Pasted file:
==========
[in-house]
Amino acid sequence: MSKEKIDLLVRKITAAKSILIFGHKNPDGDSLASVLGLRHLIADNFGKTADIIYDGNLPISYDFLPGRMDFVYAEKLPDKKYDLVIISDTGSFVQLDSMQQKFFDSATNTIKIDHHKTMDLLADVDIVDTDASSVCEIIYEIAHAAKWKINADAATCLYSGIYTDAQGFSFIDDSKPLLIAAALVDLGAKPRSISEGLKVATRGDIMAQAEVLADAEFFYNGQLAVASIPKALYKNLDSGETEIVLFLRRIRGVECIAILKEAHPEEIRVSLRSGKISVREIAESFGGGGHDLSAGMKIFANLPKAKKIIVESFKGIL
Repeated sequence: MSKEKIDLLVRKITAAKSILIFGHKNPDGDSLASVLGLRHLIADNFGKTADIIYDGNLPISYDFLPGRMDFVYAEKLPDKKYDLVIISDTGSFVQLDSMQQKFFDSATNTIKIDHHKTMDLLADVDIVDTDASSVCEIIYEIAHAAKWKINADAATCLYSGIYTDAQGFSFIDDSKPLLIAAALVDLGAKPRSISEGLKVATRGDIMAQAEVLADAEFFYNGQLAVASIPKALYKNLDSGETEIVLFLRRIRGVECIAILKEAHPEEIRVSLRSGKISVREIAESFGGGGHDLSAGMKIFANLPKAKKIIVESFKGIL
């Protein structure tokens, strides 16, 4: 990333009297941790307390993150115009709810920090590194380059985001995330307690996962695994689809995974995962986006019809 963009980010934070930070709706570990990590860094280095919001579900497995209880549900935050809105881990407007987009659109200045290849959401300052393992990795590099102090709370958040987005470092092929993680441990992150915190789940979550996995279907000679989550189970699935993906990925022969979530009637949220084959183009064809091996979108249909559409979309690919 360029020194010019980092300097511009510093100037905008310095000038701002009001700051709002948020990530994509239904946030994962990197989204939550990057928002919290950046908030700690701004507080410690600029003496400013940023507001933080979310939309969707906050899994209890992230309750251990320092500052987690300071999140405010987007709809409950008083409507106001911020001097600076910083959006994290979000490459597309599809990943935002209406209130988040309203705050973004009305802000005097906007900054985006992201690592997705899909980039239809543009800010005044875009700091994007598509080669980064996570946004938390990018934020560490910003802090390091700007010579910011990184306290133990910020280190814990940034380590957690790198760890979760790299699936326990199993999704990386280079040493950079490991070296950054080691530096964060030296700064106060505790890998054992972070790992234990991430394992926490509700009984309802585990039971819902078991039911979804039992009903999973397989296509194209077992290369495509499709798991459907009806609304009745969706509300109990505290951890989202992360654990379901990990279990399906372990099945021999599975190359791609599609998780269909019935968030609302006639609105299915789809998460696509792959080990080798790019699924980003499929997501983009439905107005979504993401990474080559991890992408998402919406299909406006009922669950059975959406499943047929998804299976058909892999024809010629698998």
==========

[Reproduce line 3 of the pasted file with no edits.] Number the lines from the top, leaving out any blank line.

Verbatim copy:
Repeated sequence: MSKEKIDLLVRKITAAKSILIFGHKNPDGDSLASVLGLRHLIADNFGKTADIIYDGNLPISYDFLPGRMDFVYAEKLPDKKYDLVIISDTGSFVQLDSMQQKFFDSATNTIKIDHHKTMDLLADVDIVDTDASSVCEIIYEIAHAAKWKINADAATCLYSGIYTDAQGFSFIDDSKPLLIAAALVDLGAKPRSISEGLKVATRGDIMAQAEVLADAEFFYNGQLAVASIPKALYKNLDSGETEIVLFLRRIRGVECIAILKEAHPEEIRVSLRSGKISVREIAESFGGGGHDLSAGMKIFANLPKAKKIIVESFKGIL